Those who have not experienced a live Opeth show would think they’re a circumspect bunch, but Åkerfeldt‘s self-deprecating humor comes up more than once throughout their shows. In previous occasions, I’ve seen him describe his attempt to use the toilet in Australia while being stared at by a giant spider, playing a “guess the Deep Purple riff” game and making jokes about Lady Gaga and Madonna. On Garden of the Titans he says that “whatever mistakes you’ll hear us make tonight will magically disappear when the album comes out”, and other things that are better left unsaid to preserve the surprise element. A much-needed contrast to the seriousness of their lyrics, and an already expected feature whenever they’re playing.
One of the songs that benefits the most from the clear production is “The Devil’s Orchard”, which sounds like a soundtrack of a Christopher Lee horror film, and whose keyboard parts are even more prominent than the studio version. “Cusp of Eternity”, with a chorus that could easily be sung by an obscure fanatic cult, doubles up with the sinister riffage and depressive tones of “Heir Apparent”, the only song drawn from arguably their best record, fan favourite Watershed.
Album closer “Deliverance” is a perennial last song on the band’s concerts. It’s a song unanimously hailed by fans and critics alike as arguably the band’s finest hour, and frankly it’s hard to disagree with that statement. The whole song is a test to the band’s rhythm guitar abilities, with syncopated riffs being thrown left, right, front and center. The rhythm session shines on the softer moments, with tasty drum fills and precise bass lines, sounding almost funky here and there. The everlasting ending is a cathartic moment where band and audience interlock in a blissful state, as if conjuring an evil being onto the stage.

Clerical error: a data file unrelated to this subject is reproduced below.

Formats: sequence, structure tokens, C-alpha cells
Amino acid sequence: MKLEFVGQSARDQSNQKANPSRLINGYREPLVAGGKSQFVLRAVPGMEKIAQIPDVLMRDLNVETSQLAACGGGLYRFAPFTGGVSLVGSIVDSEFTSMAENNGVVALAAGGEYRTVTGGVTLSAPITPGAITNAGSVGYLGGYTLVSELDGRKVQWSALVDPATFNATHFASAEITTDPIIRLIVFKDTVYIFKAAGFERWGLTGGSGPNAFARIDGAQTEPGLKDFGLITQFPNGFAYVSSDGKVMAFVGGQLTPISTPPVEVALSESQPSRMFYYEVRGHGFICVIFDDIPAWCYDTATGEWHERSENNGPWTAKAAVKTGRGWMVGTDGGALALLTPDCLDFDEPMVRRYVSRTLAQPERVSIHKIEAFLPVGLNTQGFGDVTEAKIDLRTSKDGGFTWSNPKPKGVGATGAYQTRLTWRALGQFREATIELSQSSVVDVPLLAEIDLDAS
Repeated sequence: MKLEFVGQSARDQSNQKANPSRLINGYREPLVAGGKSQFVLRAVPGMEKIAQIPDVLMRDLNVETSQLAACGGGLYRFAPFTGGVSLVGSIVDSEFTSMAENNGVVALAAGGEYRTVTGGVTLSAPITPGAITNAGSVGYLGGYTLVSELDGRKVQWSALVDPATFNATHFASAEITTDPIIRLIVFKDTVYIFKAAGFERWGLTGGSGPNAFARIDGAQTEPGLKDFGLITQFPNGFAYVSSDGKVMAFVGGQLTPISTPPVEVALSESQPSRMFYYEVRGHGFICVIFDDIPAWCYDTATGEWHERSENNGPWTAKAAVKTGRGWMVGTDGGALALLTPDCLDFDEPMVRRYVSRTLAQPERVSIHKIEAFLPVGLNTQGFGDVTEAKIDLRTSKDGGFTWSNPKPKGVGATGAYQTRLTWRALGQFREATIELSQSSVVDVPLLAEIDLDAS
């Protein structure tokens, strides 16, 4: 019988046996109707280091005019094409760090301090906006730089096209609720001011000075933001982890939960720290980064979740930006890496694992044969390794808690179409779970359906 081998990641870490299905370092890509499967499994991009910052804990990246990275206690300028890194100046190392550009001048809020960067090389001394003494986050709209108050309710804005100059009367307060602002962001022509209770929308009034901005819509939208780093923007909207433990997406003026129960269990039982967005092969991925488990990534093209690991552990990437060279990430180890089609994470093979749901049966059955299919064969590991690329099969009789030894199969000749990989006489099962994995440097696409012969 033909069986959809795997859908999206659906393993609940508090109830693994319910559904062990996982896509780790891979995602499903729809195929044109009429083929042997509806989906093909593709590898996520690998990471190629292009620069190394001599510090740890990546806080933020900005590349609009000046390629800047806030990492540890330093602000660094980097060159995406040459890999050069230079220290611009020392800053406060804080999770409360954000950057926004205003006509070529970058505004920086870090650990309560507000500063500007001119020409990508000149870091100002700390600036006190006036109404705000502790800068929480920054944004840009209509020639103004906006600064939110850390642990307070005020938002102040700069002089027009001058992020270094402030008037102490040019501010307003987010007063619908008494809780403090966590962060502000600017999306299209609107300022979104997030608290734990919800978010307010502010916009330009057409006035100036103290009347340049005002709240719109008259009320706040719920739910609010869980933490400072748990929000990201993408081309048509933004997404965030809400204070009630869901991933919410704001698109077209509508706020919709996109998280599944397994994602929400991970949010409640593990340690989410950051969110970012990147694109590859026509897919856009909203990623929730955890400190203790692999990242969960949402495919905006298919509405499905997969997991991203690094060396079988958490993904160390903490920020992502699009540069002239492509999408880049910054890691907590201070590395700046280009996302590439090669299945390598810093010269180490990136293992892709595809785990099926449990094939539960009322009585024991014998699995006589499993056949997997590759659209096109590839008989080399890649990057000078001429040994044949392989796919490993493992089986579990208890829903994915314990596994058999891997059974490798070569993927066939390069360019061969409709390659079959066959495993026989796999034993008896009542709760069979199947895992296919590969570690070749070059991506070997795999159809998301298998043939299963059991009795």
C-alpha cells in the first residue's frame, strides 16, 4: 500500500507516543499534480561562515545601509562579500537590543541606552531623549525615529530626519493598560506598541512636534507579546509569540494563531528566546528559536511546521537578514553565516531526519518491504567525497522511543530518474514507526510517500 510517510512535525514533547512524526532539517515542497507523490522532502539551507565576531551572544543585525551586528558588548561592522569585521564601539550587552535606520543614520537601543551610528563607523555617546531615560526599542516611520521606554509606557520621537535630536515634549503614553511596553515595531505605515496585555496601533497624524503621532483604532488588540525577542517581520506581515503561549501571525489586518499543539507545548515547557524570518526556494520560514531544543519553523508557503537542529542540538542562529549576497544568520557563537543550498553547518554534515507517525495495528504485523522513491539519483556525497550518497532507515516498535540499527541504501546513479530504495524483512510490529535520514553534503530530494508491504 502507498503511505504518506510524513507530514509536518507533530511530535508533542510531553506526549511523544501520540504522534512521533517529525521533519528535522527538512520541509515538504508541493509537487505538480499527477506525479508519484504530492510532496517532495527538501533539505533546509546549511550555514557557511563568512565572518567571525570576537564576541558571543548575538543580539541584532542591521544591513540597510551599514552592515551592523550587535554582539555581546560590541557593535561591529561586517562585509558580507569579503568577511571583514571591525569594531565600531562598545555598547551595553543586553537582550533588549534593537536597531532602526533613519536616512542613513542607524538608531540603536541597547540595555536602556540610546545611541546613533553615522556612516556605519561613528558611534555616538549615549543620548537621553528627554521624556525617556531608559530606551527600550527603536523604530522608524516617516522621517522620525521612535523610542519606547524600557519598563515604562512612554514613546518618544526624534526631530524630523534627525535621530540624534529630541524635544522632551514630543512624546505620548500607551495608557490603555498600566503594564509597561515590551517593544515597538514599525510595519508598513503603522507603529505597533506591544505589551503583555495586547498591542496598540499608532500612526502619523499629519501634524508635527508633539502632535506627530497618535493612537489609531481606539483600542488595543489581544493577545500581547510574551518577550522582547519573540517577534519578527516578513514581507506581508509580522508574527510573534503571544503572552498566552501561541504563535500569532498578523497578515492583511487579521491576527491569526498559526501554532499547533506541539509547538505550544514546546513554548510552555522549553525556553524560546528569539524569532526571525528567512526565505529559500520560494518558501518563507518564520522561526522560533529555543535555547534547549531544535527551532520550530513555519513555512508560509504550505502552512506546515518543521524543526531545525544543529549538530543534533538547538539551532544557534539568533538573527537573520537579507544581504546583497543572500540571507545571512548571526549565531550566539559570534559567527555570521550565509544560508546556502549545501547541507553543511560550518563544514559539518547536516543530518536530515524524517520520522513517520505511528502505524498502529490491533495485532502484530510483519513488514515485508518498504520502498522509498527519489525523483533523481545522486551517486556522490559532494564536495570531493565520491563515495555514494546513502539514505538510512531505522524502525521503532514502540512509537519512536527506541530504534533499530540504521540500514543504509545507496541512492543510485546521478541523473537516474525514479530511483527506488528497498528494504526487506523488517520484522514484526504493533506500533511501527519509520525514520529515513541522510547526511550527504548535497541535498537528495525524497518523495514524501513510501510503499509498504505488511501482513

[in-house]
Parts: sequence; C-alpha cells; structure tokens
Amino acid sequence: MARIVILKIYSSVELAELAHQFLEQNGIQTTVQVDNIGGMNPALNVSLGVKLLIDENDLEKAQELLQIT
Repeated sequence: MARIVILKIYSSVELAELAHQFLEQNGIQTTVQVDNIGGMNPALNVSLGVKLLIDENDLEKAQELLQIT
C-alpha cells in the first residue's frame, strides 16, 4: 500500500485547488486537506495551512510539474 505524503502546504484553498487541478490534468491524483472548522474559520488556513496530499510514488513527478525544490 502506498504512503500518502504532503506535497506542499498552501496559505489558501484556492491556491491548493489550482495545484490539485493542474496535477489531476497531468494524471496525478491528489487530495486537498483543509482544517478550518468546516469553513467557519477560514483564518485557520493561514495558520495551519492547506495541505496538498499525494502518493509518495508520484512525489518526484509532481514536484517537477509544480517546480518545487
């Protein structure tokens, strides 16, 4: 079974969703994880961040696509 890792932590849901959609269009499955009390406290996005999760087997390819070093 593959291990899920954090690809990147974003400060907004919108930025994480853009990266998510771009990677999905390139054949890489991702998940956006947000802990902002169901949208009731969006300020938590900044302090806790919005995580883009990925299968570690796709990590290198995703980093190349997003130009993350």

With the new studio album expected to be released in early 2019, Garden of the Titans is a great way of providing the fans with the much-needed Opeth fix, while we wait for the unpredictable next chapter in the band’s career.
Released By: Nuclear Blast
Release Date: November 2nd, 2018
Genre: Progressive Metal
- Mikael Åkerfeldt / guitars, lead vocals
- Martín Méndez / bass
- Martin “Axe” Axenrot / drums, percussion
- Fredrik Åkesson / guitars, backing vocals
- Joakim Svalberg / keyboards, synthesizers, piano, mellotron, backing vocals
“Garden of the Titans” Track-Listing:
- Ghost Of Perdition
- Demon Of The Fall
- The Wilde Flowers
- In My Time Of Need
- The Devil’s Orchard
- Cusp Of Eternity
- Heir Apparent
Opeth display their maturity and confidence on Garden of the Titans. A band that is satisfied with the new direction they took almost a decade ago, and manages to please the old and new fanbase by bringing blistering versions of their classic repertoire and highlights of their recent output. This is a great souvenir of the Sorceress tour, with the band displaying the confidence of a well-established act, while knowing there’s a lot to look out for in the near future.